Itchy Cats! (Cats Get Allergies, Too)
May 8, 2019
I’ve spent a few weeks on allergic skin disease in dogs, now let’s give some attention to our cats. Cats can have allergic skin disease, too, but because they are mysterious creatures they have to do things their own way… and we don’t always understand their way very well. Their symptoms tend to be different than dogs’ and can be subtle and inconsistent. Because there hasn’t been as much research into allergic skin disease in cats as there has been in people and dogs, we don’t know as much about them and the exact mechanisms of allergic skin disease are not completely defined or understood. So this week I’ll talk a bit about what we know and don’t know about it all and how we can help our itchy cats.
Unlike dogs, defects in the normal skin barrier have not been definitively shown to be present in cats but this is a topic that is currently under investigation. The exact chemical pathways also aren’t completely understood; for example, cats have and make IL-31 but its exact role in allergic skin disease hasn’t been clearly defined. More is known about allergic bronchitis and asthma in cats, and there is some evidence that the pathways of allergic skin disease are similar but again, this is under investigation.
So what DO we know? Anything?
We know that cats are most commonly affected on the face, head and neck, legs, rump, belly, or ear flaps. They often have what is called a “miliary” pattern – a scattered distribution without a clear arrangement. They frequently either lick or chew and pull out their hair when they are itchy rather than obviously scratching. Their skin may not look generally red, but they may have patches of redness or sore, oozy patches. A very focal skin eruption called eosinophilic plaque (aka eosinophilic syndrome) may be associated with a general environmental allergy.
Unfortunately, symptoms are not as easily tied to allergic skin disease in cats as in dogs because they can have so many other causes. For example, pulling out hair is a common stress/anxiety displacement behavior in cats. In general, we need to rule out other causes of itchy skin such as fleas, contact irritants such as dyes or fragrances in laundry or cleaning products and also rule out behavioral hair pulling due to stress and anxiety before arriving at a diagnosis of allergic skin disease.
One other causes have been ruled out and we suspect environmental allergies, what options do we have for treatment? Some of them are similar to options for dogs discussed in this post, while others can’t be used. Please read through that post because rather than repeat all of the information, here I will go through them more briefly with an emphasis on whether we can use them and any considerations specifically for cats.
Cats do not get secondary skin infections as commonly as dogs, but when they are present it very important to treat them appropriately with antibiotics.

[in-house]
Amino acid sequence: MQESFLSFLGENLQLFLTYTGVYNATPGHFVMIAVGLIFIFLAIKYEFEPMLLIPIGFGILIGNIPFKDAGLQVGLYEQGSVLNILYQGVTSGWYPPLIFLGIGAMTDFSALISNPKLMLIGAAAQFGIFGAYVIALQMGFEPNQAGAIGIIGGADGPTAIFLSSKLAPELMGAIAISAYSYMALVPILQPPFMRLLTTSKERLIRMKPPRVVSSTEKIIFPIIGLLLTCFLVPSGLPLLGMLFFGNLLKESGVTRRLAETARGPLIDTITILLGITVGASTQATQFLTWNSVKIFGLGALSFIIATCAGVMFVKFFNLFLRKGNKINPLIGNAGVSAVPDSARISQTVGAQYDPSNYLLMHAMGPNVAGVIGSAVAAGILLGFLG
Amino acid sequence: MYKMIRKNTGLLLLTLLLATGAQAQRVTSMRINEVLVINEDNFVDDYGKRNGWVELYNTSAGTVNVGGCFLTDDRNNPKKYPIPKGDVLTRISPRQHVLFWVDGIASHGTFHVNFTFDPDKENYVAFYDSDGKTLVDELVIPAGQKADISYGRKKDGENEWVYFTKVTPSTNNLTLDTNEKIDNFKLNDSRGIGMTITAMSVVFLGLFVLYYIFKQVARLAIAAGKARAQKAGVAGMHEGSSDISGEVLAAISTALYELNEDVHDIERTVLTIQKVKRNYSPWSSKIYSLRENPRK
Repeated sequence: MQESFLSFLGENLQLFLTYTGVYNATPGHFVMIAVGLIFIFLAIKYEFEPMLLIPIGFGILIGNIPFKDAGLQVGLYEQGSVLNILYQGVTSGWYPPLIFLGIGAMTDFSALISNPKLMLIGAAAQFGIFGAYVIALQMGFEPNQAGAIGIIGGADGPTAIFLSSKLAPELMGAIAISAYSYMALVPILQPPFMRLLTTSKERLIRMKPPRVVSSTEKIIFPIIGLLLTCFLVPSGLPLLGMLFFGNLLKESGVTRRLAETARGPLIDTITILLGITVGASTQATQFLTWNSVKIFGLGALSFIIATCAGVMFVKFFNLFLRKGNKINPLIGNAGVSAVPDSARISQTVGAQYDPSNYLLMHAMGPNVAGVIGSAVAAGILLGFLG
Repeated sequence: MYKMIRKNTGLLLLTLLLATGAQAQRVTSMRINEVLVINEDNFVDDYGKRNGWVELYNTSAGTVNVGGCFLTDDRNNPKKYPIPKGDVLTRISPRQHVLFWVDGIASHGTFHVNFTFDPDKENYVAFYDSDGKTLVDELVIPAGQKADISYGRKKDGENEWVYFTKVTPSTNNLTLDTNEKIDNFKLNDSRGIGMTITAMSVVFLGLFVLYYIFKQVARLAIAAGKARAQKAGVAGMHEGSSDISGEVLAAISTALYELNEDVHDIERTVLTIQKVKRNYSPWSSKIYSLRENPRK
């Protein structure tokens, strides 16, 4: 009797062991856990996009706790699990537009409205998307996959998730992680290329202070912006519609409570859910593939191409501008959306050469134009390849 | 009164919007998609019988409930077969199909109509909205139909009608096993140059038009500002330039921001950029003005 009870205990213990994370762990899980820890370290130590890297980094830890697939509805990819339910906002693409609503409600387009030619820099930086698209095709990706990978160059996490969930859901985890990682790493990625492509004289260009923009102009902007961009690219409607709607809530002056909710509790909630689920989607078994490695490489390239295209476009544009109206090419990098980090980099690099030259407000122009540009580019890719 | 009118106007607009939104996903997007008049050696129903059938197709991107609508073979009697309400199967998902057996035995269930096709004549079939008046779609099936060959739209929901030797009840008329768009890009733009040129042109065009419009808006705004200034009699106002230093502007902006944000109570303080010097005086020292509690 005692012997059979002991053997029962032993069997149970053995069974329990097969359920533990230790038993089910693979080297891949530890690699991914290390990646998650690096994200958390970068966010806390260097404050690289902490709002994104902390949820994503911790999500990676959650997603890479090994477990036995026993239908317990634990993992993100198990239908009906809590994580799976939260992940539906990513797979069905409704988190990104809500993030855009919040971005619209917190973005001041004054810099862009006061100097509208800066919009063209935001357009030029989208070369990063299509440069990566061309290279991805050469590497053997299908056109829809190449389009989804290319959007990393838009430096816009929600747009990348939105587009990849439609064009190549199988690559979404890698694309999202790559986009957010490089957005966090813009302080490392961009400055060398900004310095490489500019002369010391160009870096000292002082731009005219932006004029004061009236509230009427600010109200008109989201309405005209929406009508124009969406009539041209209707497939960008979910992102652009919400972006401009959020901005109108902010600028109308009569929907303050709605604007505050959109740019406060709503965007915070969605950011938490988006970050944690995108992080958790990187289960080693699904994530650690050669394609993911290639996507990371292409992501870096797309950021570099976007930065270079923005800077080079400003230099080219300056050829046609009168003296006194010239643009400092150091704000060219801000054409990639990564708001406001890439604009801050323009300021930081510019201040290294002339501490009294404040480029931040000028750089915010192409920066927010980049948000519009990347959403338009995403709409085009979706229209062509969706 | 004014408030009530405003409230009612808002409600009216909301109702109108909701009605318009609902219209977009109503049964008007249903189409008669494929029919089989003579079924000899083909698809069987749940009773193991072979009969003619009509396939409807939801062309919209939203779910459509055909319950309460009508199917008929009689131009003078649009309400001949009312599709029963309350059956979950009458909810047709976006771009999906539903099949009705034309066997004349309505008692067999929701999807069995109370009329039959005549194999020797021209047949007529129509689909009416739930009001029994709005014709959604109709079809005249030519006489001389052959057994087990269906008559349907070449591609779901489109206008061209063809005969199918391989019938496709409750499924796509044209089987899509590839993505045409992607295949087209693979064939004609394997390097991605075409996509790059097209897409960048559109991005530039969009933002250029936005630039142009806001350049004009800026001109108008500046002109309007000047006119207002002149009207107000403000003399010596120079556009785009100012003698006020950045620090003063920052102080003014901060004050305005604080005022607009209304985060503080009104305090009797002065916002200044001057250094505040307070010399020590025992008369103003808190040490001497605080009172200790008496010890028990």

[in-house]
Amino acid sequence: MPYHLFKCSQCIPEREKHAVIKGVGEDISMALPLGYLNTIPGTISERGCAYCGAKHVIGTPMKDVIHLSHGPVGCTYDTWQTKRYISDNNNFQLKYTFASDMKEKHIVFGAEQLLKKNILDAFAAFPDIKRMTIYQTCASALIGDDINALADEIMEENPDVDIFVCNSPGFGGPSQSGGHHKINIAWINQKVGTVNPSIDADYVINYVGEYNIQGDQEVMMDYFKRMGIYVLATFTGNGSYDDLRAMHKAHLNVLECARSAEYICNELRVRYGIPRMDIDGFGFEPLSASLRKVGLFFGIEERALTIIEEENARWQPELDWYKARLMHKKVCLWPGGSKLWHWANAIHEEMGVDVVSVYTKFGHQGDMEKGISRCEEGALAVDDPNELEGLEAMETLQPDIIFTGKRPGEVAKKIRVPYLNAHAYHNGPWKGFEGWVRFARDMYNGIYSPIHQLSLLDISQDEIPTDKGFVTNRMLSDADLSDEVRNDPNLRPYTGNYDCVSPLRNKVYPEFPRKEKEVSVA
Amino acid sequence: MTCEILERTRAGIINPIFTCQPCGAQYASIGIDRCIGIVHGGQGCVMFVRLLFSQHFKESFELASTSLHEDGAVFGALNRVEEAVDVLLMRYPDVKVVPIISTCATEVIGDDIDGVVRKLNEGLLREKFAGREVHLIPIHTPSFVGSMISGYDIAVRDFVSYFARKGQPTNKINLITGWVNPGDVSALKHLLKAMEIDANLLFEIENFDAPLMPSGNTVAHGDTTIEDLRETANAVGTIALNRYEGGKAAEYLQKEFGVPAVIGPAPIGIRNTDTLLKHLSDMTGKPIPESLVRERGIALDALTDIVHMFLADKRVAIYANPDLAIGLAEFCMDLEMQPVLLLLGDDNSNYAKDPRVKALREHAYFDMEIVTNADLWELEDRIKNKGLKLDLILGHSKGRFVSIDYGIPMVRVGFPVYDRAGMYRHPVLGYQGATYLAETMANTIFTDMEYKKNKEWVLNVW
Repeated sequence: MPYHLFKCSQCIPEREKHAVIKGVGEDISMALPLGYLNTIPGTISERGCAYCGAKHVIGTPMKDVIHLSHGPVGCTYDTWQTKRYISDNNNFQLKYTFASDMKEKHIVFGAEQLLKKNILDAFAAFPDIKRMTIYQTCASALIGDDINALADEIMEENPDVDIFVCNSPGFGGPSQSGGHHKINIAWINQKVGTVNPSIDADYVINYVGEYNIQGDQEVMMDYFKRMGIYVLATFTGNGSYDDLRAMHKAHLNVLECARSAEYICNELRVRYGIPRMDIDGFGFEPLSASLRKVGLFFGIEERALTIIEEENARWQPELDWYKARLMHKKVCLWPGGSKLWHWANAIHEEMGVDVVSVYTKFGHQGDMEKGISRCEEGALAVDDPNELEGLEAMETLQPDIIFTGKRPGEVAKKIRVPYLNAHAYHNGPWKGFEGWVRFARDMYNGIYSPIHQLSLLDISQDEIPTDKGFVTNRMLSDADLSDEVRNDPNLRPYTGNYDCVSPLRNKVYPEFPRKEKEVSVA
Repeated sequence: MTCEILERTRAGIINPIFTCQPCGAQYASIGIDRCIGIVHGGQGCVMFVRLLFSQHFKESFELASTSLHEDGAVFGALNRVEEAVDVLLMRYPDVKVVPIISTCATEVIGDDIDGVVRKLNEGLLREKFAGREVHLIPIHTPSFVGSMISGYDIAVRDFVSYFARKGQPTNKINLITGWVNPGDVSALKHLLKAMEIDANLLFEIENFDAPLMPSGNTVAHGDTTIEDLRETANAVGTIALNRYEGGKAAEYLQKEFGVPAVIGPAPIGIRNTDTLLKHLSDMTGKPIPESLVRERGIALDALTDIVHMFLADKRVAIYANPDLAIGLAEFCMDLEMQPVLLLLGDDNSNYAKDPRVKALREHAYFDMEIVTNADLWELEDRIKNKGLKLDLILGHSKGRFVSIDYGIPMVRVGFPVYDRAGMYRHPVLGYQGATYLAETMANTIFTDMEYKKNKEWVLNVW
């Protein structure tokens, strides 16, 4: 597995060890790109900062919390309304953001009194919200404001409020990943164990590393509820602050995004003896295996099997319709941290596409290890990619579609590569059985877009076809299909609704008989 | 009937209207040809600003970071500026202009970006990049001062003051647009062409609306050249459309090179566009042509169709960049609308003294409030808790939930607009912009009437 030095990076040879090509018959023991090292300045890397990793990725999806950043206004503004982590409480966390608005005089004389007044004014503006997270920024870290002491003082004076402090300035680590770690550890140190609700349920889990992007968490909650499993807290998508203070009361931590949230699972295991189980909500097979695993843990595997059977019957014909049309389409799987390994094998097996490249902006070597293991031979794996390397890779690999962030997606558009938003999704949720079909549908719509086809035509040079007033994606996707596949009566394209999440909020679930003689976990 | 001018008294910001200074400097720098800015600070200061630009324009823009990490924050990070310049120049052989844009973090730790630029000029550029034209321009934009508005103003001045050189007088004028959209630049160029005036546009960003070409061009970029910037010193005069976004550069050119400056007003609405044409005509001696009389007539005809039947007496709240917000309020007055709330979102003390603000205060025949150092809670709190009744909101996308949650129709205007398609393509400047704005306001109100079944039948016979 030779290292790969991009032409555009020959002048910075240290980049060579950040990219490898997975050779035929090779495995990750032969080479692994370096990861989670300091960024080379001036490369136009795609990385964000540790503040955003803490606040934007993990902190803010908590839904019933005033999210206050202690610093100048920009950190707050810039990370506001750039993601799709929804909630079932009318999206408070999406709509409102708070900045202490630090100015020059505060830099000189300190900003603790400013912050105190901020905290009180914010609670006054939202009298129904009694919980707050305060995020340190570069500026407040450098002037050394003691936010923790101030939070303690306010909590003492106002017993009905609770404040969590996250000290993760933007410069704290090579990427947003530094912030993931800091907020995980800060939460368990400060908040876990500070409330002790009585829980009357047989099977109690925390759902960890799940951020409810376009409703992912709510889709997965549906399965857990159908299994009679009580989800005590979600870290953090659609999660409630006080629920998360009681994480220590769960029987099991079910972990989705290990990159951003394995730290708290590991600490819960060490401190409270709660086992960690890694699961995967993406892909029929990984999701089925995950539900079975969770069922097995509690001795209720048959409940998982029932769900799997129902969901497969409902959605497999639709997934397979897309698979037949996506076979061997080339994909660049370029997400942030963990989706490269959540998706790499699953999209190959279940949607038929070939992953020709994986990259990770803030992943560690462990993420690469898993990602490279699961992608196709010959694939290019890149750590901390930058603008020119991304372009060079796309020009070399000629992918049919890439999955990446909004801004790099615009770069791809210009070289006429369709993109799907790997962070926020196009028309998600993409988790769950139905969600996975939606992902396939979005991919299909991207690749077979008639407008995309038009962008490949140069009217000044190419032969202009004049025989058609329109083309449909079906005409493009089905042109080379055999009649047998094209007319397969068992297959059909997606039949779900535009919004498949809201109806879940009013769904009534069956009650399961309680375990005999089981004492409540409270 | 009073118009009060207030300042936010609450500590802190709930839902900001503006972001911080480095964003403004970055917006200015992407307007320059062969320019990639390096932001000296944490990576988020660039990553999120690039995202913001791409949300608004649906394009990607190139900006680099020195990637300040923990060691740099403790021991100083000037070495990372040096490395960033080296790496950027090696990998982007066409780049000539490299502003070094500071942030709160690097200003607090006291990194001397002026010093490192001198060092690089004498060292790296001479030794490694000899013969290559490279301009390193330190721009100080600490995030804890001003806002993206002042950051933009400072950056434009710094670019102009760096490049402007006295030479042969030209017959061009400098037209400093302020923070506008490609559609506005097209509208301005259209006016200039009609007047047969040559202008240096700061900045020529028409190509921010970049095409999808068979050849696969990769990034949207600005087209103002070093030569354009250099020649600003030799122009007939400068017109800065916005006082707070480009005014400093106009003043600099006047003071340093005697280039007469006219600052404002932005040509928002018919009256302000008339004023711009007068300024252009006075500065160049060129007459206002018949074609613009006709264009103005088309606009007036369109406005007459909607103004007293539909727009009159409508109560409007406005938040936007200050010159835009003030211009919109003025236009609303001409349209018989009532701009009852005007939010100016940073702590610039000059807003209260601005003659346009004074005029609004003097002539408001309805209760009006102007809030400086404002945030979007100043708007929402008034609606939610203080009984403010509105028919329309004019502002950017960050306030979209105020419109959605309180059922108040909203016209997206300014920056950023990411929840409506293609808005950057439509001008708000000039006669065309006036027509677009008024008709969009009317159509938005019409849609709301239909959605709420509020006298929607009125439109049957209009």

Non drug options are the same for cats as dogs. However, there are a few differences:
- Bathing is thought to be helpful for cats even though it isn’t yet known for sure that a defective skin barrier is at play. However, bathing a cat can be like handling a wet and soapy razorblade tornado, so this may not be practical. It is not important enough for you to ever put yourself at risk of being scratched or bitten, just skip it if your cat isn’t a water lover. An alternative that will work for most cats is to periodically wipe over the entire body with a damp washcloth.
- Omega 3 fatty acid supplements can help reduce inflammation and allow the skin to repair itself. My favorite brand for cats is Welactin.
- Hyposensitization (“allergy shots”) is an option for cats. Interpreting skin allergy testing results in cats can be more difficult in cats than dogs and is definitely a job for a veterinary dermatologist. Like dogs, this may not completely eliminate the need for drugs but should reduce it.
Antihistamines are an option but like dogs, they are not commonly effective.
Cortisone-like steroids (prednisolone) are usually extremely effective but as with dogs, there can be serious side effects associated with long term use. In cats particularly, we can (very rarely) see something called steroid-induced congestive heart failure in cats that have known or unknown pre-existing heart disease. And although steroids do not cause diabetes, they can push a cat in a pre-diabetic state into clinical diabetes which may or may not reverse once the steroid is stopped.
Cyclosporine (Atopica for Cats) is a better long term choice for cats. It is usually well tolerated in cats but can sometimes cause GI upset. The product for cats comes as an oral liquid.
Atopica is not approved for use in cats, but it is being used in some instances (off label) in cats when other medications are not effective. We recommend that this should be done only under the supervision of a veterinary dermatologist until more is known about this medication in cats.
Cytopoint can not be used safely in cats. It is a biologic product that has been engineered specifically from and for dogs and a cat’s immune system would recognize it as foreign. At best, it would do nothing and at worst, it could trigger a severe allergic reaction.
The bottom line is that while itchy cats are not just small itchy dogs, we still have many options to help them. It can be more of a process to arrive at a diagnosis, but once we get there we can help itchy cats!
As always, if you have any questions please feel free to call or email the clinic.
Karen Christopherson DVM CVA